Yep, along with my mama and brother, these were my housemates. That’s not taking into consideration all of the wild animals who somehow got word of our place, and showed up in our backyard to see for themselves. Norman Rockwell town was too small for a zoo, but it had our house, and that was the next best thing. 

     I left that little town and the family zoo the day after graduating from high school. I bid farewell to everyone, and headed on down the road to the fabled lands west of the Mississippi. My travel companions were my then boyfriend/now husband, his ornery but determined VW van, our dog Turtle, cat Jerry, and last but not least,Yoko the python, soaking up the June sun sprawled across the dash.

     Over the years, we too, have cohabited with our fair share of creatures who’d each hopped on the bus somewhere along the way.We’ve done lots of wandering over the years, and our animals have always gone with us, (all but our honey bees and chickens, anyway.)

     At one point in the story, we shared our seventeen foot RV with our two dogs and three cats for almost four years, (another story for another time...)Our vendor friends were always curious as to who we’d brought along from year to year, and would poke their heads in the door of our little gypsy wagon as we set up to vend away the winter months in warmer climes. Our neighbors in Durango would smile and nod when all seven of us would go out for walks, the three cats single file- bringing up the rear behind us and the dogs leading the way. They always kind of amazed us too, falling into step and never dawdling-not wanting to be left behind. We were a tight little pack. An odd lot of intrepid travelers, out to see the world.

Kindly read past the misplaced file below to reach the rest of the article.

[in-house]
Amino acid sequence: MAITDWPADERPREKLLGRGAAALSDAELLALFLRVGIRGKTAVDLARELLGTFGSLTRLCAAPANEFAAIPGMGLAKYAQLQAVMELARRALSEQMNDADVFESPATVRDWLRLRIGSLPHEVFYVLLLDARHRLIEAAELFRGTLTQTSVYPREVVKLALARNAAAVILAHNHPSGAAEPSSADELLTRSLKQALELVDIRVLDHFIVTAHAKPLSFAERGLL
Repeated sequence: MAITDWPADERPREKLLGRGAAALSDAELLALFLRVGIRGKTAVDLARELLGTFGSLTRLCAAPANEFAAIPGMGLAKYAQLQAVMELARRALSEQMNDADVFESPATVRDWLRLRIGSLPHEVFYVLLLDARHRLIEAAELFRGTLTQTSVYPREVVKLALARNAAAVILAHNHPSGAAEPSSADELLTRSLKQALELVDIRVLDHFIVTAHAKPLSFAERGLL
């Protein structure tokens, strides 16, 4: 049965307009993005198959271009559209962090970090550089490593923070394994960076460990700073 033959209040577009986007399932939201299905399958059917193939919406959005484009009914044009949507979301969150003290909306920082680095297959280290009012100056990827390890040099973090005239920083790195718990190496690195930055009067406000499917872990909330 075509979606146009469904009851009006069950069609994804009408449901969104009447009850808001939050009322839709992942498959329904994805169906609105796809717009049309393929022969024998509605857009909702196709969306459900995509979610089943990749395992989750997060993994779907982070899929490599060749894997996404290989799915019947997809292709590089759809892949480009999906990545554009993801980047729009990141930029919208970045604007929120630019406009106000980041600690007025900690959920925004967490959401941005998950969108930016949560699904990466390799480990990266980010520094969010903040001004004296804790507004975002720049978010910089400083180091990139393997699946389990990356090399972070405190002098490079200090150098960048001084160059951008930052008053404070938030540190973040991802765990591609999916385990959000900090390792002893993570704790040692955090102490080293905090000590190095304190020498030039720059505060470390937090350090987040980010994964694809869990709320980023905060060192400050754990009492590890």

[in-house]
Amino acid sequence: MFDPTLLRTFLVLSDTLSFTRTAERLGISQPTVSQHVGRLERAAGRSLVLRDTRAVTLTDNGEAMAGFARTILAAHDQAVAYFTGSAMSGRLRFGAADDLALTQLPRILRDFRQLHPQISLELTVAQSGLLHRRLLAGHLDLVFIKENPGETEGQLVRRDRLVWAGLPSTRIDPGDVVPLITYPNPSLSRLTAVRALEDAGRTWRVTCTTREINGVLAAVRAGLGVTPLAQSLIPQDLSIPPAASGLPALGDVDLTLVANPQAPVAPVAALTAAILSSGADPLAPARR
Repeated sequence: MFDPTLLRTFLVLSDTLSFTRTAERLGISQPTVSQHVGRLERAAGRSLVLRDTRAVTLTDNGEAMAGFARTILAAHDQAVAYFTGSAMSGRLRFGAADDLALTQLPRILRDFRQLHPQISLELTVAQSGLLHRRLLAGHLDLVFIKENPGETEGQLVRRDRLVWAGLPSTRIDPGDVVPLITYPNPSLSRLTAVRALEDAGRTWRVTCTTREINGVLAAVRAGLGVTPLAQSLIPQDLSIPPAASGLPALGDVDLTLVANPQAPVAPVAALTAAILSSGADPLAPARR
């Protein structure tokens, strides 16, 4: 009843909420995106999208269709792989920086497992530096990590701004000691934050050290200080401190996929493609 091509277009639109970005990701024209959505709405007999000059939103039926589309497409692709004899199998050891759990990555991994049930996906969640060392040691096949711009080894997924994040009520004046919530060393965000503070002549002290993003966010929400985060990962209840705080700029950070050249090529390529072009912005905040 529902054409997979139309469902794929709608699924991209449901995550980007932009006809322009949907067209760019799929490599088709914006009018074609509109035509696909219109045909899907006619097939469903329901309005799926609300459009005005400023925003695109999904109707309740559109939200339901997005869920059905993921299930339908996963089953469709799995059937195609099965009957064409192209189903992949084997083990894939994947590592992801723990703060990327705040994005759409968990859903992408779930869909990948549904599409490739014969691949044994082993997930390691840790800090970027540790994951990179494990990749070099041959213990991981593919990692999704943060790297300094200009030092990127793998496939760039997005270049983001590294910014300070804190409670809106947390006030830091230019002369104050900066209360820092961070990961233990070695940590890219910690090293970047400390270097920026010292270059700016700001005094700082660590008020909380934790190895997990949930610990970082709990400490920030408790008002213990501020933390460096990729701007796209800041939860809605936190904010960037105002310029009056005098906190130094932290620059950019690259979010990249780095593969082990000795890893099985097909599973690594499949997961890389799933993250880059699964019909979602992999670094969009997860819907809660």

I started writing this today, because I realized that it’s the first day that I can ever remember, that I’ve been living with only one cat, and it feels really strange- somewhat akin to what empty nester parents must experience, I imagine, or the closest I’ll ever come to it, anyway. It’s weird. Old age caught up with our two dogs at different times earlier this year and our oldest, feistiest feline yesterday, leaving only Mr. Wendell to hold down the fort (along with a motley flock of chickens.)

     Wendell is a beautiful boy. A blue-eyed ragdoll cat who looks enormous, but is really mostly fur. He’s my Andre the Giant- a mouser he’s never claimed to be, but that’s okay, he’s a sweetheart. He’s sleeping in the sunshine contentedly at the moment and another winter’s day is beginning to take shape. I suspect we’ll stumble across a wayward pup or mewing kitten again sometime in the not-too-distant future, and he and mystery furrball will become fast friends, no doubt. We seem to be an adaptable lot. I’m grateful to them all.


  • Keena, you are the most amazing person I met, while living in Durango. I’m so happy our paths crossed, if only for a short while. I so enjoyed reading your story tonight, and I love how you shared your path from where you were at one time, to where you are now.

  • I enjoyed this so much and can really relate. Coming to the shop on Saturday and bringing a friend. She will love it too.

  • Keena, this is such a beautiful expression of who you are. Thank you for sharing this. I find myself responding to people who ask where ya been or I haven’t heard from you, “Yeah, I’m a bit of a recluse”! Your writing reminds me to always accept who I am with no apologies.

    Judy Siekerk